ELVIS IS ALIVE and well and growing in Richard Tweddell's vegetable garden, according to Knight-Ridder. Tweddell, a Cincinnati "toy conceptualist," and owner of a company called Vegiforms, is selling plastic molds that clamp onto vegetables and force them to grow in peculiar shapes. Eggplant Elvis and pumpkin head Ronald Reagan haven't made it past Tweddell's garden since he can't afford celebrity licensing fees; so far, pickle puss faces and garden elves are about all he's selling. Tweddell's wife objected to produce in the likeness of Jesus, but it's unclear what she thinks of her husband's most expensive offering: For $2,500, you can get a made-to-order mold shaped like your head.
Two free tastings of organically grown food to help celebrate the second annual Organically Grown Week.
Saturday: Hugo's Market, 3817 Livingston St. NW, 10 a.m. to 5 p.m. 202-966-7551.
Thursday, Sept. 13, to Saturday, Sept. 15: Organic Farms, 10714 Hanna St., Beltsville, Md. Thursday, Sept. 13, from noon to 8 p.m.; Friday, Sept. 14, from 10 a.m. to 8 p.m.; Saturday, Sept. 15, from 9 a.m. to 6 p.m. 301-595-3868.
IF IT'S SAUCES you want, it's sauces you'll get from a new local mail-order company, Spectacular Sauces.
Created by two Virginia businessmen, Spectacular Sauces has compiled an interesting array of unique and hard-to-find sauces that will intrigue adventuresome palates. The challenge, however, will be in narrowing down the choices -- there are 12 kinds of barbecue sauces, 13 different mustards and 16 of the hottest hot sauces the businessmen could find. Then there's jams and jellies (14), chutneys (five), salsas (nine) and dessert toppings (eight).
The Orange and Hot! Mustard from Middlesex Farm in Connecticut is a delightfully sharp but sweet mixture not to be missed. And the rich and spicy Kicker Ketchup makes one realize that there is more to ketchup than Heinz. There is also a lot more to salad dressings, as is immediately clear from the citrus-laced Hibiscus Vinaigrette. Then there's the hot and tangy Aute'ntica Salsa Chipotle, with large chunks of tomatoes, fresh coriander and smoked chipotle peppers, of course. It's no wonder it's the company's best-selling salsa.
For a catalogue of the sauces, write P.O. Box 30010, Alexandria, Va. 22310, or call 703-550-7825 (1-800-999-4949 if outside the Washington metropolitan area).
SHRIMP WITH TOMATOES AND CORIANDER
These saute'ed shrimp are tossed with a fresh, cooling relish made from chopped tomatoes, onions, coriander and lime juice. Accompany this main course with a salad of sliced ripe avocados and radishes and a crisp loaf of bread.
3 ripe tomatoes, peeled, seeded and chopped
1 onion, chopped
2 teaspoons chopped jalapenåo pepper (or more to taste)
1/4 cup chopped fresh coriander leaves
3 tablespoons freshly squeezed lime juice
Salt and freshly ground black pepper, to taste
3 tablespoons olive oil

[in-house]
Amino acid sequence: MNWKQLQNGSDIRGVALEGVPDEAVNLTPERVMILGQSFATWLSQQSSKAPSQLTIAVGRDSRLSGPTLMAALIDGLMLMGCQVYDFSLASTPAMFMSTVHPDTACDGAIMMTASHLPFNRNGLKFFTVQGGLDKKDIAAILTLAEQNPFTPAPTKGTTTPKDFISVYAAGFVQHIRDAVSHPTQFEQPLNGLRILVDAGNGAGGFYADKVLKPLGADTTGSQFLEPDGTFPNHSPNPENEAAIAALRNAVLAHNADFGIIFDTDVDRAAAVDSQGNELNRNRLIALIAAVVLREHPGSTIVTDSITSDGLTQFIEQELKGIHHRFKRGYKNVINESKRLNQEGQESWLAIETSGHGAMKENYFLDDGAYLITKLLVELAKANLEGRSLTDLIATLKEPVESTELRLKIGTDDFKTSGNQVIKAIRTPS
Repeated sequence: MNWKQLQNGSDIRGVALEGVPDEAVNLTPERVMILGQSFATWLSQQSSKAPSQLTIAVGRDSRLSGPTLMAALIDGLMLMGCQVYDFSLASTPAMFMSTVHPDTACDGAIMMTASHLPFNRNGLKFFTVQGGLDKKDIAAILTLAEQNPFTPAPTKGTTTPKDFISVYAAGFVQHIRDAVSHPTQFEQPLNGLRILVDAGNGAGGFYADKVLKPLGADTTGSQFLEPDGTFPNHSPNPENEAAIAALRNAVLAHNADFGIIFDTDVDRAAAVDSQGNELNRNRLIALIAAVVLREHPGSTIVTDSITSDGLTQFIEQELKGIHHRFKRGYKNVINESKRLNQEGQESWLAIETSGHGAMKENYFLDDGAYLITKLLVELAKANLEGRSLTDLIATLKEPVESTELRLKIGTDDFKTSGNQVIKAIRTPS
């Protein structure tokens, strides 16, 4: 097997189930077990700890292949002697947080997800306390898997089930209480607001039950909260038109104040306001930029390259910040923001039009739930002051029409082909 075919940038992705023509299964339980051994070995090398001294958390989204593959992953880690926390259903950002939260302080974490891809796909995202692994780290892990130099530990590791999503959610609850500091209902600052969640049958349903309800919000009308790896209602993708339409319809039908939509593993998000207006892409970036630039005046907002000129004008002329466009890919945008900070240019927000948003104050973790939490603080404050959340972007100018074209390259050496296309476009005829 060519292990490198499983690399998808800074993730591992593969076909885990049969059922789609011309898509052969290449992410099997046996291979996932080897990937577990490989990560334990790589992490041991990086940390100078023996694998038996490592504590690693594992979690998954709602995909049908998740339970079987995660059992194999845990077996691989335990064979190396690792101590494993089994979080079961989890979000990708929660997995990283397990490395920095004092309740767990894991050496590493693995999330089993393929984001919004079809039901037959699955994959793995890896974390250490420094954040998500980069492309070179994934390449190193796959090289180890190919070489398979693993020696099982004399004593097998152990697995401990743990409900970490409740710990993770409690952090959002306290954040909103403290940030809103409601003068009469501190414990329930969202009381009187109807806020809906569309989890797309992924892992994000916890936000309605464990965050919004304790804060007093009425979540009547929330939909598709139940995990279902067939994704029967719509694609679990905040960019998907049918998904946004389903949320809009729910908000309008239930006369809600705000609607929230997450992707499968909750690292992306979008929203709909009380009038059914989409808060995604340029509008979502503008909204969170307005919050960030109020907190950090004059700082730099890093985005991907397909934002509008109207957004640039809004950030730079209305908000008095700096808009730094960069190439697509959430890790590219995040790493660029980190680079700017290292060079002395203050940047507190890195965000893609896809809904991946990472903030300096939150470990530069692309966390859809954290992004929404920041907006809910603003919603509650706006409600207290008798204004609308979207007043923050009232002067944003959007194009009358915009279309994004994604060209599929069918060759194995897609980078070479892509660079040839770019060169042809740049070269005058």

1 pound large shrimp, peeled and deveined, with the tails intact
For the relish, combine the tomatoes, onion, pepper, coriander and lime juice in a mixing bowl. Season to taste with salt and pepper. Set aside.
Heat the olive oil in a skillet over medium-high heat. When the oil is hot, add the shrimp and stir-fry for 2 to 3 minutes, or until they are no longer translucent and just cooked through. Season lightly with salt and pepper.
Toss the shrimp with the tomato relish in a bowl. Turn out the shrimp onto a platter and garnish with sprigs of coriander and lime wedges, if you wish. Per serving: 250 calories, 25 gm protein, 10 gm carbohydrates, 12 gm fat, 2 gm saturated fat, 173 mg cholesterol, 179 mg sodium.
-- Lisa Yockelson
FREEDOM FROM FAT came last week when the Eskimo Pie Corp. introduced Fat Freedom ice cream sandwiches, the first frozen novelty made with Simplesse, the fat substitute approved earlier this year by the Food and Drug Administration. The new ice cream sandwich contains 130 calories, a 28 percent reduction from Eskimo Pie's regular ice cream sandwich. It also contains no fat -- versus six grams for the real thing. The product won't be available in the Washington metropolitan area until the beginning of next year; in the meantime, you can fatten up on Snickers, now available with peanut butter.
AN INNOCENT BULB OF GARLIC is more than vampire resistant, according to researchers at the First World Congress on the Health Significance of Garlic and Garlic Constituents. The odorous vegetable may also help reduce cholesterol levels in the body, increase the number of immune cells and treat certain types of cancer, announced Robert I. Lin, who chaired the three-day conference held last week at the Willard Hotel. Since garlic juice was the substance used in most of the studies, maybe the new trend for health-conscious yuppies will be garlic spritzers.
Well, maybe not.
Correction A class in entertaining was inadvertently omitted from the Aug. 29 list of cooking classes published in the Food section:
15th year. Learn how to give a dinner party and take a nap before the guests arrive. Six two-hour lessons in a Northwest home. $150. January and spring sessions available. Margot Hahn, 202-363-4144.
The name of Joan Shih's Chinese cooking class company was incorrectly listed. The firm is called the Chinese Cookery Inc.